The main stories coming out of the 2018 midterm elections were the historical number of women who ran for office and the way women mobilized to form a resistance to Donald Trump. There were two flashpoints that, more than anything else, spurred women into action: (1) the attempt by the president and congressional Republicans to repeal and replace Obamacare, and (2) the administration’s policy of separating families at our southern border.
The fairly universal backlash to the family separation policy resulted in its rollback, even as the administration admits that the number of refugees affected is much larger than we initially assumed. But after congress failed to repeal and replace Obamacare, the administration has continued efforts to undermine the program by almost every means at their disposal.
While Democratic presidential candidates discuss the various pathways towards universal health coverage in the future, Speaker Nancy Pelosi appears to be focused on what can be achieved over the next two years. Her top health policy aide, Wendell Primus, met with executives at Blue Cross Blue Shield shortly after the midterms and Ryan Grim obtained a copy of his power point presentation.
Grim’s focus was on one of the 15 slides that explored the paths to universal coverage.
The first point is something we already know: Democrats are united around a goal of getting to universal coverage. The second point, about the ACA being the best path to universal coverage, is currently under discussion. Primus then goes on to outline the challenges faced by transitioning to a single-payer system as a means to universal coverage. The five items listed are what is sparking the discussion about various pathways and are likely to be considered when the House holds hearings on Medicare for All. While that discussion is taking place, Speaker Pelosi has an agenda to get started on right away.
“The biggest obstacles facing Medicare for All right now are Mitch McConnell and Donald Trump,” [Henry Connelly, a spokesperson for Pelosi] added. “But in the near term, there is a window for Democrats to press Trump to help pass aggressive legislation to negotiate down the skyrocketing price of prescription drugs.”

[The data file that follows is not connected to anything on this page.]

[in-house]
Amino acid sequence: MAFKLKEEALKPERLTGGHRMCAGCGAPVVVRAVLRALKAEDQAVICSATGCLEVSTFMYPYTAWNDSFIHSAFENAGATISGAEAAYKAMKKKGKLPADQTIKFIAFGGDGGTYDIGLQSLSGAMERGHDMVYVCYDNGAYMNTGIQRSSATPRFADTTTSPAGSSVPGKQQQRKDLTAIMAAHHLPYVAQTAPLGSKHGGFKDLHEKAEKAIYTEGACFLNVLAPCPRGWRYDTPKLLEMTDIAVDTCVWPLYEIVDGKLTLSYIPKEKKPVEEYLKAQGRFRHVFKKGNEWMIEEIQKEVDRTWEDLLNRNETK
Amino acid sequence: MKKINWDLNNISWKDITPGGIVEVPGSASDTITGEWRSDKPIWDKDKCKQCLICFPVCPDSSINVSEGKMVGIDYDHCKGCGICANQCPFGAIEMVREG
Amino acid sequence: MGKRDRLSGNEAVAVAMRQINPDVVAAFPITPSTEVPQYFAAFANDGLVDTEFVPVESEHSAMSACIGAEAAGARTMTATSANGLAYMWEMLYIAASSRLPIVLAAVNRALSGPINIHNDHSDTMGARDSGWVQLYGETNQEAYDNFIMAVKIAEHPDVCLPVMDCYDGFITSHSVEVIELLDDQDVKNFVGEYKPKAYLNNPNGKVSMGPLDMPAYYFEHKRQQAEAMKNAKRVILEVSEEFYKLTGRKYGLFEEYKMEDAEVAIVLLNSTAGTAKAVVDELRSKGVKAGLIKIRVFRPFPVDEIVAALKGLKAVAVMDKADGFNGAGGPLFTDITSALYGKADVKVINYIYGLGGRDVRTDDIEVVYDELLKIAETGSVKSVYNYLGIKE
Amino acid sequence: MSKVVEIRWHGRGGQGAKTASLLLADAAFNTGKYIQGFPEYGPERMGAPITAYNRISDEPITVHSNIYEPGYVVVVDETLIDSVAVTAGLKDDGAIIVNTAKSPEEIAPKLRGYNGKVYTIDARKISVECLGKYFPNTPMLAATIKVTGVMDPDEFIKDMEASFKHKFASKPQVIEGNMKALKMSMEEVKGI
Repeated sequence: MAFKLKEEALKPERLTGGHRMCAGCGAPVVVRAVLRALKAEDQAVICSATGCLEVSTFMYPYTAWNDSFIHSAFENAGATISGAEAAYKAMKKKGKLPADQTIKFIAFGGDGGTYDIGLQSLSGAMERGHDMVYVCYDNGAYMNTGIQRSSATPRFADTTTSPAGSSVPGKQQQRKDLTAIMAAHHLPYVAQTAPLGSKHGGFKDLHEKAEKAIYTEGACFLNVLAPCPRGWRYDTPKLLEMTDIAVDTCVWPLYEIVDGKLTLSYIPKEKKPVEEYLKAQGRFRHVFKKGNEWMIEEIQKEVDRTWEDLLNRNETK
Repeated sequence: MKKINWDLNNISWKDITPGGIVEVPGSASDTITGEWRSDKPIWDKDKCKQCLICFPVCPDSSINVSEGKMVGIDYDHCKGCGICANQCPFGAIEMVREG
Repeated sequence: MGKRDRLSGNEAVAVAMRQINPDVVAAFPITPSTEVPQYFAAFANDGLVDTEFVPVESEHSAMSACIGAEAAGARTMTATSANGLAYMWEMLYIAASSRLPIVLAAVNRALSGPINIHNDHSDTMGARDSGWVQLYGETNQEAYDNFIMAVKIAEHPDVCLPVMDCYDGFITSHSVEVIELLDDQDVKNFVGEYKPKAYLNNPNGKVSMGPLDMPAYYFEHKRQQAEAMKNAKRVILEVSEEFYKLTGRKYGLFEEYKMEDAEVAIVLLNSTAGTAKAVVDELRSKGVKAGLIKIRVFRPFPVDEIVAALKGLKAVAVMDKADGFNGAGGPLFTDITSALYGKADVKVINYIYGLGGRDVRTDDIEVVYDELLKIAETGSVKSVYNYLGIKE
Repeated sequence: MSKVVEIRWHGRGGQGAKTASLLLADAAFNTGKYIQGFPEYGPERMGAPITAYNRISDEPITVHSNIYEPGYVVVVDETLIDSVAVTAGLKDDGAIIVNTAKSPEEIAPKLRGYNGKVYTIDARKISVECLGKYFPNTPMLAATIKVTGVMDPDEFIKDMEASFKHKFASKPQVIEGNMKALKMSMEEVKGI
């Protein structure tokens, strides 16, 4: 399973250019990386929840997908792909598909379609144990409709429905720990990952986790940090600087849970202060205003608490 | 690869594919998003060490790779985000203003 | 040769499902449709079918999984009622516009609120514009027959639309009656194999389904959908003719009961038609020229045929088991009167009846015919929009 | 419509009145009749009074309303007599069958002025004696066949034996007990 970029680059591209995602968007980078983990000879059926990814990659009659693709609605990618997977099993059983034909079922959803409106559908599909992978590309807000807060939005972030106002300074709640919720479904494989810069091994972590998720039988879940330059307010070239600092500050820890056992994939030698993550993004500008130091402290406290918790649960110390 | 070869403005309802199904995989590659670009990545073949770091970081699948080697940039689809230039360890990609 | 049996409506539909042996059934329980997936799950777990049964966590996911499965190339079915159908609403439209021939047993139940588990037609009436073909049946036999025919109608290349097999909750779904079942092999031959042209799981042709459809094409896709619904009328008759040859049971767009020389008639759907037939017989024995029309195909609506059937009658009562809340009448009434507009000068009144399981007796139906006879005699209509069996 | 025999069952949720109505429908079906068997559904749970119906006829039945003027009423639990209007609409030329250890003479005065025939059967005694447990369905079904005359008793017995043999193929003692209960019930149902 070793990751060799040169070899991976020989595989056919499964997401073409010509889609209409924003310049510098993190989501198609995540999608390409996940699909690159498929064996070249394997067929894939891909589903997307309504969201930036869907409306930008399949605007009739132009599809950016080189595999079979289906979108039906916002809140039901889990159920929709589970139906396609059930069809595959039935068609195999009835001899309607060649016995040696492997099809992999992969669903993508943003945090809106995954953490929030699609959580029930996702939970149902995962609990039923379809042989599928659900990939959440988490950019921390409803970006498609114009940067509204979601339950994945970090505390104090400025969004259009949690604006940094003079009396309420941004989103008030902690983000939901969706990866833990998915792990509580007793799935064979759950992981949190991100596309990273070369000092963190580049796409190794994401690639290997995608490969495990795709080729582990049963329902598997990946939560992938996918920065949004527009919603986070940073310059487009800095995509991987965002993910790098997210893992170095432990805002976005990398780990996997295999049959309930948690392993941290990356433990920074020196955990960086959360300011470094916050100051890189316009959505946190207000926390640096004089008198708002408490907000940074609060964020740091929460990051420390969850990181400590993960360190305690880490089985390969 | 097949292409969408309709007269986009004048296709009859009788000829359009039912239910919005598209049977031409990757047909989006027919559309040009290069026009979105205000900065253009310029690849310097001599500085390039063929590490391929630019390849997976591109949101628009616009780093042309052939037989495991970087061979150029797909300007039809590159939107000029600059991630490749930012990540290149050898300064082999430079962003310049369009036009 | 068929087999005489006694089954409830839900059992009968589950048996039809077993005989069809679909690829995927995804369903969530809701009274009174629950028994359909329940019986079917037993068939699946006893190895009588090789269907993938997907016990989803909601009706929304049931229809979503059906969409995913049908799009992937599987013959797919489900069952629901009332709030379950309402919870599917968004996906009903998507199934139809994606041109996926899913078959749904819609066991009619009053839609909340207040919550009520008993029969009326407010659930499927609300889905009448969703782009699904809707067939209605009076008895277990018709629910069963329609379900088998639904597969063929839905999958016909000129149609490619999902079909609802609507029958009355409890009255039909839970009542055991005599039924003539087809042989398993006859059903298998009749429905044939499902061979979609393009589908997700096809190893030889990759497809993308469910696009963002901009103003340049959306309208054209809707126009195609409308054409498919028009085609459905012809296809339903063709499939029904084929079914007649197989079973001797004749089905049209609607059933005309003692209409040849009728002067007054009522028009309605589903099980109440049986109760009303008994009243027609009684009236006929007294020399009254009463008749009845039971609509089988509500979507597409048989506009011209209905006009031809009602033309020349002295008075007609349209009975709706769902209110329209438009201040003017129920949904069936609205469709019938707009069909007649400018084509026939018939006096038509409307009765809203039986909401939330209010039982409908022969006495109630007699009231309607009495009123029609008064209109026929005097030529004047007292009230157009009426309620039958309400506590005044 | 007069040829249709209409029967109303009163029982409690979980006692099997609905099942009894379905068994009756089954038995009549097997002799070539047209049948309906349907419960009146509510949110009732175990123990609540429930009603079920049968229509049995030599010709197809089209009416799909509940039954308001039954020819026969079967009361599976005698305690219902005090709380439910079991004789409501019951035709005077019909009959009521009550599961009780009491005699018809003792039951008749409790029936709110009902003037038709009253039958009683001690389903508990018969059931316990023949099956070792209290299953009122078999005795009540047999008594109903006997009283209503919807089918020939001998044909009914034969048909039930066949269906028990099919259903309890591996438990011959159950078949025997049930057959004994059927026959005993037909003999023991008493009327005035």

Primus concluded his presentation with a bullet point that summarized Pelosi’s mission on health care: “Lower your health care costs and prescription drug prices.”
Throughout both his campaign and presidency, Trump has promised to provide lower cost health care and bring down the cost of prescription drugs. But so far, he hasn’t done anything on either front.
In the coming months it is very likely that we will see Democrats in the House take up legislation to address both of these issues. Demonstrating that Pelosi knows her audience, recent polling suggests that she is on exactly the right track when it comes to protecting Obamacare and lowering prescription drug prices.
In our January tracking poll, 21% said that continuing the ACA’s protections for people with #PreExistingConditions was the top priority for Congress to work on — similar to the 20% share who said lowering prescription drug costs.
— KFF (Kaiser Family Foundation) (@KFF) February 10, 2019
What that tells us is that Pelosi’s mission on health care over the next two years will be to tell Trump to “put up or shut up.” The reason that’s such a smart move from the Speaker is that it is not only good policy, it’s good politics too.